If You Could Be Mine

I would have never read a book like If You Could Be Mine in a million years if it wasn’t for the book club I’m in. This book was March pick so I had to read it. Lesbian Teenage Romance Fiction is not typically my genre but I was willing to give it a try since it was small enough to be able to finish in couple days.

This book is set in present day Iran and more specifically in Tehran, the capital. It’s a fiction of course but I assume most of the details about their society is accurate, which is what interested me in reading this book more than the romance itself. It’s about two girls who from young age grew up close and were in love with each other and when they turn 18 they realize they can’t continue being together forever because of the laws of their ultra conservative society. The story was meh but I learned a lot of interesting things about the society which I assume must be at least partly true.

It appears from the book that there’s some french influence in Iranian culture. They drive Peugeot’s, wear manteaus and their entrance exams to University is called Concours. There is of course American influence as well but it’s mostly underground and illegal. All American films must go through Iranian Film Board where they get censored, digitally remastered to cover human bodies with black clothes (?) and dubbed in Persian. American music is bootlegged and dealt underground too.

Few other things I learned include that women always need to wear their head scarf when they are in public and cover their elbows and knees. When they ride a bus they need to be at the back of the bus and men in the front so they are separated. Women can’t walk out at night without having a parent or guardian. There’s no LGBT rights and LGBT people are stoned to death or hung in public for their gross actions. This punishment also applies for people who cheat on their spouses but I assume it mostly only applies to women. Since a woman’s face is the most exposed part, naturally all the girls try to do odd things to attract boys like shave their eyebrows off completely and have tattoos instead or to have nose jobs. Sex change operations is not frowned upon by the government in fact they even pay for it, it looks like. Men have the most rights and freedom. It’s a true hell to be a women in Iranian society and even worse for a lesbian one. And apparently it was different before 1979 when Iran was under the Kings rule. Women wore mini skirts and had lot more rights but after the fall of Shah in 1979 Iran was installed with a theocratic government.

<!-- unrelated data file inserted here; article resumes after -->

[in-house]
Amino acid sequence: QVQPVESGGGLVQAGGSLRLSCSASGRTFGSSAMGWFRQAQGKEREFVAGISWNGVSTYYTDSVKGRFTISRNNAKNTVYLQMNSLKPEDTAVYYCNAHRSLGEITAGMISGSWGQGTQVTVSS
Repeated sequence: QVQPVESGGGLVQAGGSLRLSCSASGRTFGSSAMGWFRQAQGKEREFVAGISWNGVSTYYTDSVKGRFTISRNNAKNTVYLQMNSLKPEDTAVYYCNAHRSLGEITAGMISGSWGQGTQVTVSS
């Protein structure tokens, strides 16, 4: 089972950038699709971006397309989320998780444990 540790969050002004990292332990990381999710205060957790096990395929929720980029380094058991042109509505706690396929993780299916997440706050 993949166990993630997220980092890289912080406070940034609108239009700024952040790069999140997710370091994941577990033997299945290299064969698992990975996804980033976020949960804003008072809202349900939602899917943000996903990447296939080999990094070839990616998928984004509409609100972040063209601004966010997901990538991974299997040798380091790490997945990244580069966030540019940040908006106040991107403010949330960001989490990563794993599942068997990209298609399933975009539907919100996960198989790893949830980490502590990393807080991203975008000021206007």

As for the story itself it was not the greatest. There’s typical teenage angst, helplessness and irrational behavior. It’s a good book if you are clueless about Iranian society and want to get a little flavor of life in Iran specifically through a teenage girls eyes. This is also supposed to happen in the Capital which typically is more liberal so you can imagine how backward it would be as you move away from Tehran. I give this book 2 stars.